Although wheat products are easy to find in any aisle at a grocery store, scientists have long thought the genetic code of this staple grain was impossible to decode.

But a recent discovery by University of Maryland researchers could help solve that problem — and become pivotal in combating issues related to population growth and climate change.

This university was one of seven in the U.S. involved in the International Wheat Genome Sequencing Consortium, a group of 73 research institutions across the globe. The consortium published a completed and heavily annotated description of the wheat genome on Aug. 17.

"We were able to achieve what was thought of as impossible," said Vijay Tiwari, the leader of the Small Grain Breeding and Genetics program at this university. "It's an exciting era for wheat scientists."

Tiwari got involved with the project in 2014 and used a technique called radiation hybrid mapping, which serves as a framework for assembling the genome after it is taken apart, to help decode the genome. The mapping helps scientists manipulate the sequence while they study it.

Wheat is the world's most widely cultivated crop, but its genome is incredibly large and complex and was once thought of as impossible to understand, said Samantha Watters, assistant director of this university's agriculture and natural resources college.

The consortium's 13-year-long research project could be influential in the world of agriculture, Watters said. Kellye Eversole, executive director of the IWGSC, added that the project could assist in improving wheat quality, increasing production yields despite the negative effects of climate change, and furthering the potential for sustainably grown grains.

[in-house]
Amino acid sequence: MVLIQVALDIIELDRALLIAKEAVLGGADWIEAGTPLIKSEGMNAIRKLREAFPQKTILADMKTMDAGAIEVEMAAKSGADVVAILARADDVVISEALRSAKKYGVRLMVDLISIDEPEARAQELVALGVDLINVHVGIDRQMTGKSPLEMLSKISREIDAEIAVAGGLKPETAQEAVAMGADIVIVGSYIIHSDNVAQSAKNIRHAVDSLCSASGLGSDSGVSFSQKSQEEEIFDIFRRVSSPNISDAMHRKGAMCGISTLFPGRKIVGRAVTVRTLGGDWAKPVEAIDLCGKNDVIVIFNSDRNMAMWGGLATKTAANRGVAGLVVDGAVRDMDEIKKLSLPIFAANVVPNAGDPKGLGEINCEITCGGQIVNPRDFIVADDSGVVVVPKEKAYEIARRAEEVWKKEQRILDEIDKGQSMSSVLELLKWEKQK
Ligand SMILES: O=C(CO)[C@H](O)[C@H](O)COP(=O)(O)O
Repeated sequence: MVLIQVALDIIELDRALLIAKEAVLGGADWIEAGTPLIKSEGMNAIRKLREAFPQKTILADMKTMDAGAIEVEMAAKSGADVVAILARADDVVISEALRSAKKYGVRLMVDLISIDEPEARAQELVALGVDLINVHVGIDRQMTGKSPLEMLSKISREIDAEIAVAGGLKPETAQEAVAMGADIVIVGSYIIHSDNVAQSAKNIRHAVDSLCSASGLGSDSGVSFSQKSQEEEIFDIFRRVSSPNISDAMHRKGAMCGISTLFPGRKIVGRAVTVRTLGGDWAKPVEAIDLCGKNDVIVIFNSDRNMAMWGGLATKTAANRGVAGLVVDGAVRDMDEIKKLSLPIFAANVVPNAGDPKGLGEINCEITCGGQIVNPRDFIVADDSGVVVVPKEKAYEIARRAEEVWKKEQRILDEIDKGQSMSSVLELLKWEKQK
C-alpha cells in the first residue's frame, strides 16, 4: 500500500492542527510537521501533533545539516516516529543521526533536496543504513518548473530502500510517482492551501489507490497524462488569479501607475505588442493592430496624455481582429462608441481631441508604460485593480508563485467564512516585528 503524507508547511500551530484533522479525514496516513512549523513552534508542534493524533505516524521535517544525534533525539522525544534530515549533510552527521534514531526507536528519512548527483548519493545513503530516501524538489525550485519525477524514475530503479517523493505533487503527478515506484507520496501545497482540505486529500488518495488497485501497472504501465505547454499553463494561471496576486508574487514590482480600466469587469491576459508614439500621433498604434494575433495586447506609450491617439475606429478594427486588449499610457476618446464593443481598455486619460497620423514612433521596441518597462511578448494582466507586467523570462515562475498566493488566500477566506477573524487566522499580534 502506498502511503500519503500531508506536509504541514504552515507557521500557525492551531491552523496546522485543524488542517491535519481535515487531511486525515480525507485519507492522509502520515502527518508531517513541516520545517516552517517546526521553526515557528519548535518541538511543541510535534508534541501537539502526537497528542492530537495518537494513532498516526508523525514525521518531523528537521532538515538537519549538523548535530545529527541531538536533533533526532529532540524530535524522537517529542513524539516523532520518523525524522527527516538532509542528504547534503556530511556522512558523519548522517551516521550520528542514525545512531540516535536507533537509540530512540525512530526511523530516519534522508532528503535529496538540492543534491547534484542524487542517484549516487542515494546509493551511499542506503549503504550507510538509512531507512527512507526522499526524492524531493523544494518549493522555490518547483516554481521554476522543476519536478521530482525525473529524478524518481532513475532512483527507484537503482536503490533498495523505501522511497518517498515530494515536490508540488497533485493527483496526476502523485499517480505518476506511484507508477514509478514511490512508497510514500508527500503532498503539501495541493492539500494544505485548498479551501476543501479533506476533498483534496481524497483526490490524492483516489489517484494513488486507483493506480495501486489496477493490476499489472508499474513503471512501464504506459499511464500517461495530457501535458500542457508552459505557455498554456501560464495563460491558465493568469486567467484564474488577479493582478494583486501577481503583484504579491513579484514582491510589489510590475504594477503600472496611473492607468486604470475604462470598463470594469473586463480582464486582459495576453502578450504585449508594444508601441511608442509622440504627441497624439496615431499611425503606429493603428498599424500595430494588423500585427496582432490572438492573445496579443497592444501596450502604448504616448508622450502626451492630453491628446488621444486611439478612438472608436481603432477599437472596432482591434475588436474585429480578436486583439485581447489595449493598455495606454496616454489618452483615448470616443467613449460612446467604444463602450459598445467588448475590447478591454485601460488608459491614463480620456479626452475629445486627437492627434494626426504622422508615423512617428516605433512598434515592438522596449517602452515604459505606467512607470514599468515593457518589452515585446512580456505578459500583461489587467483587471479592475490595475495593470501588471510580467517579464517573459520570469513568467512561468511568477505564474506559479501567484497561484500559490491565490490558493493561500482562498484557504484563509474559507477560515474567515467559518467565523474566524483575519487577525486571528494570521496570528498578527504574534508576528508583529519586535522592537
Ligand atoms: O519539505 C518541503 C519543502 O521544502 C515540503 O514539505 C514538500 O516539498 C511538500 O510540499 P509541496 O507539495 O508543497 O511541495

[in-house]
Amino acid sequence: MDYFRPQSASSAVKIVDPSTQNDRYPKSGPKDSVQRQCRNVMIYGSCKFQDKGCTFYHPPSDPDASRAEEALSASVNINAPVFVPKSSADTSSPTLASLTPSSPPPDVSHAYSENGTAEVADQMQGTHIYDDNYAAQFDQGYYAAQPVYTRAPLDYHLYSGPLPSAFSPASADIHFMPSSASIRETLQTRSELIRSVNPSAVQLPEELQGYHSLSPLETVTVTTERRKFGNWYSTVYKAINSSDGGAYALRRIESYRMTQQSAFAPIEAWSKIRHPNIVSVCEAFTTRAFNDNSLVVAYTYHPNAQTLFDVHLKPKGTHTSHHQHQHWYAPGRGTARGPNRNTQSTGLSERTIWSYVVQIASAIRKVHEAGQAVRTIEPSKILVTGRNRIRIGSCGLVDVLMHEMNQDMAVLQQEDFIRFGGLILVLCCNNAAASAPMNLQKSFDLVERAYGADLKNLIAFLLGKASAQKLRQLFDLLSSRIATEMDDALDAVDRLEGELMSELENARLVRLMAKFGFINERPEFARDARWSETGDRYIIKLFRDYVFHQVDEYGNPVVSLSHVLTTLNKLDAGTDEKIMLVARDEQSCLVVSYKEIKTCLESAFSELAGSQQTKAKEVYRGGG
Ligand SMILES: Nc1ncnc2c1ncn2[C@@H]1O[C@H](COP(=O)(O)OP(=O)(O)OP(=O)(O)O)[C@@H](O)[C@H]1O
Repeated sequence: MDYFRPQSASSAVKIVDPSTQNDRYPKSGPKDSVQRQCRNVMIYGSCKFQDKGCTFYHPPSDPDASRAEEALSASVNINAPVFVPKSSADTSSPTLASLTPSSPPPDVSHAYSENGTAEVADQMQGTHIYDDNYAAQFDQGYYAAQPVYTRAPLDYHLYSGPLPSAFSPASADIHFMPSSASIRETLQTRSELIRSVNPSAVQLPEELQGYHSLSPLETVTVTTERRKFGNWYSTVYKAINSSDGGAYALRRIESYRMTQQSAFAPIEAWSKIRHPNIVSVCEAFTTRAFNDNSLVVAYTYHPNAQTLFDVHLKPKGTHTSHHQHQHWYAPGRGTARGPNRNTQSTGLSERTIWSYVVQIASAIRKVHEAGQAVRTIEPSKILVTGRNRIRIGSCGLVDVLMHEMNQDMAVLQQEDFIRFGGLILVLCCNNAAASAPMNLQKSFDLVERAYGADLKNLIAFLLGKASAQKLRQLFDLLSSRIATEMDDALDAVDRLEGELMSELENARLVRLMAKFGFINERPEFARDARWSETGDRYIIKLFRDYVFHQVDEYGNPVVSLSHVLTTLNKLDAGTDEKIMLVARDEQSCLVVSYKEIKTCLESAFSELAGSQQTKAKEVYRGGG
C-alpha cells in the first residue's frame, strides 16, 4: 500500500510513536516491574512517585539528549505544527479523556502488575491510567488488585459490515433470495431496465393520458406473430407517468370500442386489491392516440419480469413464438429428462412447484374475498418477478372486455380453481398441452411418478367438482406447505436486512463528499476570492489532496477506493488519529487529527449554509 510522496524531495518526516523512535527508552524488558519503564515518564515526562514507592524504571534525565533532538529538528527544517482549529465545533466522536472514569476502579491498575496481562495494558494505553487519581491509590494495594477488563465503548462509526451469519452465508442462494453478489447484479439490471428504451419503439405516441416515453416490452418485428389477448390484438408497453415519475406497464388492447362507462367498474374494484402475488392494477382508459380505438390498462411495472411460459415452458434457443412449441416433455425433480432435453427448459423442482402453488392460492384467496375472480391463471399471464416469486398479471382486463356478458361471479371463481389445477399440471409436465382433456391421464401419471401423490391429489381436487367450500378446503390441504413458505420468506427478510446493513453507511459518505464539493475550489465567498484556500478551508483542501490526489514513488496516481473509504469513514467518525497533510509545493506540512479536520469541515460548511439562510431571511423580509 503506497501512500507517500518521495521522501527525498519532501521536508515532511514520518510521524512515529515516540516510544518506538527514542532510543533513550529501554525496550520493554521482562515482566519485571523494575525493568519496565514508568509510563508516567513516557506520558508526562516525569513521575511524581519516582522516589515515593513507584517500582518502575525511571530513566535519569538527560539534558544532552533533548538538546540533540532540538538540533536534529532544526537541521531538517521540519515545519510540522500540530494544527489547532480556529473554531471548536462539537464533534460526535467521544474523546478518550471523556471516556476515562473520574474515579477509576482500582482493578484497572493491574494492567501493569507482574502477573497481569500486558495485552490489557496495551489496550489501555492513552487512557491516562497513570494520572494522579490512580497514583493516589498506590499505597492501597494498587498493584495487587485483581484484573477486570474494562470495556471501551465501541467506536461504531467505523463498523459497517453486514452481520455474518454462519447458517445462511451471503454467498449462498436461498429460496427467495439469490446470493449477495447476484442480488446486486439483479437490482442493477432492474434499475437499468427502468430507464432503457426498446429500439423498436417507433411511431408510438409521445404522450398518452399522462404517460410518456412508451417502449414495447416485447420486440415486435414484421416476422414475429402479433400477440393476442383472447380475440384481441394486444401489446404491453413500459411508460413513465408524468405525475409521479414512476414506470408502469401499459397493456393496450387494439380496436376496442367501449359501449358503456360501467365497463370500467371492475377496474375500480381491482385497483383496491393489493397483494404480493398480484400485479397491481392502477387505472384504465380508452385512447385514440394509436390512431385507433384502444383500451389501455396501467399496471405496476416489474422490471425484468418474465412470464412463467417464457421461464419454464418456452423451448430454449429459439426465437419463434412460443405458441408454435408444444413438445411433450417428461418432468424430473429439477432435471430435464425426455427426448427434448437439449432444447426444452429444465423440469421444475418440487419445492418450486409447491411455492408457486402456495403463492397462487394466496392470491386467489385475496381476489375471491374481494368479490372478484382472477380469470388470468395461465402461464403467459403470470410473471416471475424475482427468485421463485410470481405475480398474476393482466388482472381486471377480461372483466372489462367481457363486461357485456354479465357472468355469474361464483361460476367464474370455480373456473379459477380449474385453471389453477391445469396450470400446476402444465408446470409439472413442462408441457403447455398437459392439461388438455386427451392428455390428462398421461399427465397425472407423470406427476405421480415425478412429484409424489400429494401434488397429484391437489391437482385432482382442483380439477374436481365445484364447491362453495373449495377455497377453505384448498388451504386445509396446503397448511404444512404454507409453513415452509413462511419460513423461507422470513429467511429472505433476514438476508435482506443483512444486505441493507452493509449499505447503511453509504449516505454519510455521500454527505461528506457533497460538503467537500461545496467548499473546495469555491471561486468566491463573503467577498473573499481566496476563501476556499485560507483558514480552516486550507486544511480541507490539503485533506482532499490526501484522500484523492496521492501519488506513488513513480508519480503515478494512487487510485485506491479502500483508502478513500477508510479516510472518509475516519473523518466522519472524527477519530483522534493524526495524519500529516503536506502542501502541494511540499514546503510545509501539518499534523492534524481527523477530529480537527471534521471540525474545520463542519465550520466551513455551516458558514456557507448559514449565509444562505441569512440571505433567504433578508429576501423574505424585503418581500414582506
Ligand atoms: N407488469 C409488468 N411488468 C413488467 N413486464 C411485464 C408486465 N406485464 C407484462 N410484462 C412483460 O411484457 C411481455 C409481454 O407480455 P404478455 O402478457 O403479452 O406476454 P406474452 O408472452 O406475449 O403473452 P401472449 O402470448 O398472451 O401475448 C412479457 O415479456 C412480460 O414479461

James Yorke, a math and physics professor at this university, helped developed a software called MaSuRCA in 2013 with this university's Genome Assembly Group. The software helps researchers deconstruct DNA and understand it in small pieces like a "jigsaw puzzle."

"Once you have one reference genome," Yorke said, "All the wheat in the world can be compared to it."

For instance, a wheat disease called rust is a common problem for growers, Yorke said. The genome can help prevent outbreaks.

"If you know what the DNA sequence is, you can try to figure out which variance of wheat has resistance," he said.

This university's Genome Assembly Group first discovered a version of the wheat genome in late 2017, but the consortium's version is more complete and heavily annotated. The consortium will continue to annotate and improve the quality of the sequence, Eversole said.

As the world's population continues to grow rapidly, the improvement of wheat production is essential and needs to increase by between 50 and 60 percent, Watters said.

"In order to meet that need, knowing the genome in wheat is huge," Watters said. "It allows us to really understand what genetic components you actually see in the crop and how that factors into the sustainability and longevity of the crop."